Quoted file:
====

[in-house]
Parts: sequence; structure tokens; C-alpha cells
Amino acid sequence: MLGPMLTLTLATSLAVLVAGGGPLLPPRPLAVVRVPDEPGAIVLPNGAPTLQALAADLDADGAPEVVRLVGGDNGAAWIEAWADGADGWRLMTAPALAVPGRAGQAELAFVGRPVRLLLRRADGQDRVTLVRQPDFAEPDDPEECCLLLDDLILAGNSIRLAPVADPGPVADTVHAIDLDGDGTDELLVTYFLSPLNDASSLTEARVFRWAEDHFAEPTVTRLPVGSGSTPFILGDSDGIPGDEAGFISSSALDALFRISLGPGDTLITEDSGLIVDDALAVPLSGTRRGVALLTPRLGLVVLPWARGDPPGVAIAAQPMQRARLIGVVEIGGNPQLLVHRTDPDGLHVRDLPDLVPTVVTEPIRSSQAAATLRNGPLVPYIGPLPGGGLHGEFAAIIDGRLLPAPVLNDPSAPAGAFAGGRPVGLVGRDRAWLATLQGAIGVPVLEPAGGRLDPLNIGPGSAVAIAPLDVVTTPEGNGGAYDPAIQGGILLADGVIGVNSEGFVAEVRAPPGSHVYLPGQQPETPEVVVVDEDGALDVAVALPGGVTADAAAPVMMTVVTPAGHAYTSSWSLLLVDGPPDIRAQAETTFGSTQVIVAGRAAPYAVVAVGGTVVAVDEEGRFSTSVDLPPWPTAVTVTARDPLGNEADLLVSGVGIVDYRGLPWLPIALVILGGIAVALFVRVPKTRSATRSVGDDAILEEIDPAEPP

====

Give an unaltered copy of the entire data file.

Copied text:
[in-house]
Parts: sequence; structure tokens; C-alpha cells
Amino acid sequence: MLGPMLTLTLATSLAVLVAGGGPLLPPRPLAVVRVPDEPGAIVLPNGAPTLQALAADLDADGAPEVVRLVGGDNGAAWIEAWADGADGWRLMTAPALAVPGRAGQAELAFVGRPVRLLLRRADGQDRVTLVRQPDFAEPDDPEECCLLLDDLILAGNSIRLAPVADPGPVADTVHAIDLDGDGTDELLVTYFLSPLNDASSLTEARVFRWAEDHFAEPTVTRLPVGSGSTPFILGDSDGIPGDEAGFISSSALDALFRISLGPGDTLITEDSGLIVDDALAVPLSGTRRGVALLTPRLGLVVLPWARGDPPGVAIAAQPMQRARLIGVVEIGGNPQLLVHRTDPDGLHVRDLPDLVPTVVTEPIRSSQAAATLRNGPLVPYIGPLPGGGLHGEFAAIIDGRLLPAPVLNDPSAPAGAFAGGRPVGLVGRDRAWLATLQGAIGVPVLEPAGGRLDPLNIGPGSAVAIAPLDVVTTPEGNGGAYDPAIQGGILLADGVIGVNSEGFVAEVRAPPGSHVYLPGQQPETPEVVVVDEDGALDVAVALPGGVTADAAAPVMMTVVTPAGHAYTSSWSLLLVDGPPDIRAQAETTFGSTQVIVAGRAAPYAVVAVGGTVVAVDEEGRFSTSVDLPPWPTAVTVTARDPLGNEADLLVSGVGIVDYRGLPWLPIALVILGGIAVALFVRVPKTRSATRSVGDDAILEEIDPAEPP